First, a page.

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For Immediate Release
Office of the Vice President
October 31, 2003
Remarks by the Vice President at a Dinner for the Southwest Florida GOP
REMARKS BY THE VICE PRESIDENT
AT A DINNER FOR THE SOUTHWEST FLORIDA GOP
Hyatt Regency Coconut Point Resort and Spa
Bonita Springs, Florida
October 31, 2003
6:28 P.M. EST
THE VICE PRESIDENT: Thank you all very much. (Applause.) Thank you. Thank you. (Applause.) Thank you. Thanks, Al -- I think. (Laughter.) Al has known me so long there's a lot of -- there are a lot of things he could have said tonight and thankfully he didn't. (Laughter.)
But there's one other story I like to tell about Al Abrams (ph). And Al and I do go back over 30 years. And when I first met him he was a respected political professional, if I can use those terms in the most positive way -- a man with a great deal of experience in Washington and on Capitol Hill. And I was pretty green, and he took me under his wings and taught me an awful about this business.
But among other things, one thing I've never forgotten is that when I ran for Congress the first time in 1978, as Al pointed out, I wasn't flush. I didn't have a lot of money. And I'd been working in government for a period of time, and I'd been a student. But I was not what you call a self-financed candidate. But Al at that time was the head of the realtors in Washington, the man who represented the Real Estate Association, from all over the country. And he did something that I thought was very courageous -- he gave me my first political action committee check for $5,000, which really set me on my way. (Applause.)_
I like to think it was a good investment. (Laughter.) I'm not sure he does, but he -- it was -- it's one of those things you never forget when somebody steps up and gives you that first contribution when you decide finally you're going to run for Congress and put in a year-long effort as the candidate for Congress all across Wyoming. And that was a long, tough, hard fought campaign, but in the end, successful. And it obviously set me on an interesting career path from that day to this.
But Al had a great deal to do with getting me, first of all, sort of educated in whetting my appetite for the political life, and then secondly, when it was very important, stepping up and putting his money where his mouth was, so to speak. And it was deeply appreciated.
I loved my time in Congress. I was the only congressman from Wyoming. Wyoming only has one congressional seat. It's a small delegation. (Laughter.) But it was quality. (Laughter and applause.)
And I've got a lot of friends here tonight that I've served with in the Congress over the years. I see Porter Goss down here, who does superb work for us as the Chairman of the House Intelligence Committee, and does great work for all of you here in Florida.
I see my old friend Bill McCullom (ph) that I served with in the House for many years. Bill, it's good to see you this evening. And you've got many other distinguished members. Mark Foley flew down with me today from Washington. Mark is back here. And of course, I've worked over the years with Mario and Lincoln Diaz-Balart. We've got Florida Senator Daniel Webster (ph) here this evening, I see, and Representative Carol Jean Jordan (ph). So it's a distinguished gathering tonight, and I'm glad to have the opportunity to come back to Southern Florida and spend some time with all of you.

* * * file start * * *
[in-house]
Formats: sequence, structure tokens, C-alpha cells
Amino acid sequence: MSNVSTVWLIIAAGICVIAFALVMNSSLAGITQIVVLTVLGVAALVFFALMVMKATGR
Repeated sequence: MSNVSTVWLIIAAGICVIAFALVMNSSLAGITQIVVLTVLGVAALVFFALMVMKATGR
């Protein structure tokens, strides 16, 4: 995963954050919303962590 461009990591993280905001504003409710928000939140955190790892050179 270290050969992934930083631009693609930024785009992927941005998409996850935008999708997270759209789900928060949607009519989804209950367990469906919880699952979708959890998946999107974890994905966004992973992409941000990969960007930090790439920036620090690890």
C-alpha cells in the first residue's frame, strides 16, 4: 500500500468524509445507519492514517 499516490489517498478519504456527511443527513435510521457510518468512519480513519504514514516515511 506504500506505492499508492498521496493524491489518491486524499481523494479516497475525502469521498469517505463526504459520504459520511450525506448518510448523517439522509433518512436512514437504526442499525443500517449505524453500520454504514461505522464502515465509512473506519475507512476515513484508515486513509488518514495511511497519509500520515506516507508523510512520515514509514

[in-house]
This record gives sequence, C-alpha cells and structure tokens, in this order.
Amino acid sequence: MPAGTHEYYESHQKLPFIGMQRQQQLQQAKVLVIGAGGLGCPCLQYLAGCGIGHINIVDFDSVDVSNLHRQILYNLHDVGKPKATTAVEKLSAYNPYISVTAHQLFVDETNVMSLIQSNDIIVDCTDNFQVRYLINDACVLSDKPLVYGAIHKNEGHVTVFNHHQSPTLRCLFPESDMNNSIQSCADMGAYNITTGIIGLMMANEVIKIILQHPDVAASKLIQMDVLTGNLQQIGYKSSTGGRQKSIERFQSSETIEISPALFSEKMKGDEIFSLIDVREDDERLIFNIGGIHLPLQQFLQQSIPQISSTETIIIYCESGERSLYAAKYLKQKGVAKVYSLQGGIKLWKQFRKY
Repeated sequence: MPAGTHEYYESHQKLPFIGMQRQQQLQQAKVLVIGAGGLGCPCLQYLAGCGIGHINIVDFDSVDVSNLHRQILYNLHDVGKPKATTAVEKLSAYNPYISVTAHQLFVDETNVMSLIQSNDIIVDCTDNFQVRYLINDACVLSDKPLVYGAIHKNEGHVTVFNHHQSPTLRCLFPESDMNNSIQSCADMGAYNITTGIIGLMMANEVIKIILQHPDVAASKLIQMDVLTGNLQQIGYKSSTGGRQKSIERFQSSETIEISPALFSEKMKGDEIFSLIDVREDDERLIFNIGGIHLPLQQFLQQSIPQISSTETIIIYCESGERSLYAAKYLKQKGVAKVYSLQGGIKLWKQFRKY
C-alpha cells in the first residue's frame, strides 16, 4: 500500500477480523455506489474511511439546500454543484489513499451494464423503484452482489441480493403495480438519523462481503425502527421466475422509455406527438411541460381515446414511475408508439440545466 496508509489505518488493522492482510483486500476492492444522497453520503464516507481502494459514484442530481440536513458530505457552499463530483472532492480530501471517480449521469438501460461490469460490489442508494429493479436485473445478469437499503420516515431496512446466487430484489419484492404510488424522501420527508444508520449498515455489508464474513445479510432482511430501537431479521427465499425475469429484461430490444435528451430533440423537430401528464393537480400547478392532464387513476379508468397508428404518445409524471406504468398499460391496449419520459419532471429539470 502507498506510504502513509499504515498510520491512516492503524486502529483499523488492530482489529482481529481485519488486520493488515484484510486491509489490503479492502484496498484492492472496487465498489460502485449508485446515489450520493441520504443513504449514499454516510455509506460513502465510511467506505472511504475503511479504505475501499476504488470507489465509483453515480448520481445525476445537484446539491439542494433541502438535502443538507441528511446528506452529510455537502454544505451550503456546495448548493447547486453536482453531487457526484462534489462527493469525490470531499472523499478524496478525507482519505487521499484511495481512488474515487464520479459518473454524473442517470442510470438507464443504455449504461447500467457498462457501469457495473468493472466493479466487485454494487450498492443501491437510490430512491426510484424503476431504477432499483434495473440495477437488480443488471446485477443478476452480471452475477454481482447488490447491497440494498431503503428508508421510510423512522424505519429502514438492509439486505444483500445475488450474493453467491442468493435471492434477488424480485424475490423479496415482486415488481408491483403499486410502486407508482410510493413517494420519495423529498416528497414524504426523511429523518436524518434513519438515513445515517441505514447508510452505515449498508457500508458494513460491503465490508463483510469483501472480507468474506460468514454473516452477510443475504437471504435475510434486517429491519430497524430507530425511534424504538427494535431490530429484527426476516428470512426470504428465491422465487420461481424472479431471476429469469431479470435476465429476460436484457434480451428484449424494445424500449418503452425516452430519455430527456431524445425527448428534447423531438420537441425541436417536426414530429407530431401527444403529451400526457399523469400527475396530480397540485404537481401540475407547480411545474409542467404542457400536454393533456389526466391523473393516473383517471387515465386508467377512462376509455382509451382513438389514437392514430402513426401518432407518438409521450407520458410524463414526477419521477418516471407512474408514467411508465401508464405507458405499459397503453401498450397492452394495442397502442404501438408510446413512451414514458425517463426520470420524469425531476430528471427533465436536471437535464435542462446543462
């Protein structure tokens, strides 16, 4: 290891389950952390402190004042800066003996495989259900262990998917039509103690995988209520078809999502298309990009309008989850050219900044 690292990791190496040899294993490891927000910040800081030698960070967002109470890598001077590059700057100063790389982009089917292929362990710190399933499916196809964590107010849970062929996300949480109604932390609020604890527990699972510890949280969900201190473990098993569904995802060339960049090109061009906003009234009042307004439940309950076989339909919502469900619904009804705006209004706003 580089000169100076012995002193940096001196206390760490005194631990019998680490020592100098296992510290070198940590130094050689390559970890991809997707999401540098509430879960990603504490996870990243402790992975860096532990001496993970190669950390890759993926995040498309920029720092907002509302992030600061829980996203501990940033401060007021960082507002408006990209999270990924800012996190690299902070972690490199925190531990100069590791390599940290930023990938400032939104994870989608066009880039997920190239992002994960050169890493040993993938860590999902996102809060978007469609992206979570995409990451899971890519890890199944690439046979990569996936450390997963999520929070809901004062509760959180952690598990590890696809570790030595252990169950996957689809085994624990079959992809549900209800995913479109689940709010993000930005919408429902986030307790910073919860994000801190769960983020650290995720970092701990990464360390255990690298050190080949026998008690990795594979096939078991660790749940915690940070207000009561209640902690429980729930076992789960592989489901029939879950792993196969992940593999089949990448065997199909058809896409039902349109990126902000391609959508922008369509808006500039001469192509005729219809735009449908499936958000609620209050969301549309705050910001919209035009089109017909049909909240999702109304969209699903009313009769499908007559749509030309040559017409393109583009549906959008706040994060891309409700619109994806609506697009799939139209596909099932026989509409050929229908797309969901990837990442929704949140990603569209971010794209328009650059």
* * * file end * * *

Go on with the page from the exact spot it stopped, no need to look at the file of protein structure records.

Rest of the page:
I appreciate the turn-out, and I bring good wishes from the man you helped put in the White House, President George W. Bush. (Applause.) And although the Governor couldn't be with us tonight, obviously, I wouldn't want to come to Florida without praising the President's brother. (Laughter and applause.)
But he's done a superb job for the people of Florida and I'm proud to call him friend. He's been principled, effective, honest leadership for everybody across the state.
The presidential election is now just one year and two days away, and we have a lot of work ahead of us. There are several other elections early next week on Tuesday, and we're watching them very closely. And I believe this is already shaping up to be a good year for Republican candidates.
On Monday, I was in Columbus, Mississippi with Haley Barbour, our candidate for governor in Mississippi. The President will be in Mississippi tomorrow and Kentucky, as well. It looks like Haley is well on his way to becoming the next governor of Mississippi. (Applause.)
We also have excellent prospects in Kentucky and Louisiana on Tuesday night. I believe our candidates are running ahead in both those races. And just yesterday, in Washington, I had the chance to welcome to my office in the West Wing another star in our party, the new Governor of the State of California, Arnold Schwarzenegger. (Applause.)
I'm just tremendously impressed with the way Arnold runs campaigns. (Laughter.) It's short, it's fast, and there's never any doubt about the outcome. (Laughter.)
But elections always require tremendous commitment, not only from those of us who are candidates, but also from all the volunteers and contributors who go into making those races possible. When I speak to political gatherings around the country these days, I always like to point out that every hour of volunteer time, every dollar contributed can make a decisive difference in an election. And this is not a tough case to make here in the state of Florida, obviously. We all remember -- certainly, I do -- and will never forget October, November, December of 2000. Every ounce of effort helped make the difference in that race. And many of you who are here tonight were absolutely tireless in that campaign. The Republicans in this part of Florida had a significant impact on the outcome. We'll never forget it, and I know we can count on all of you next year to do exactly the same thing. (Applause.)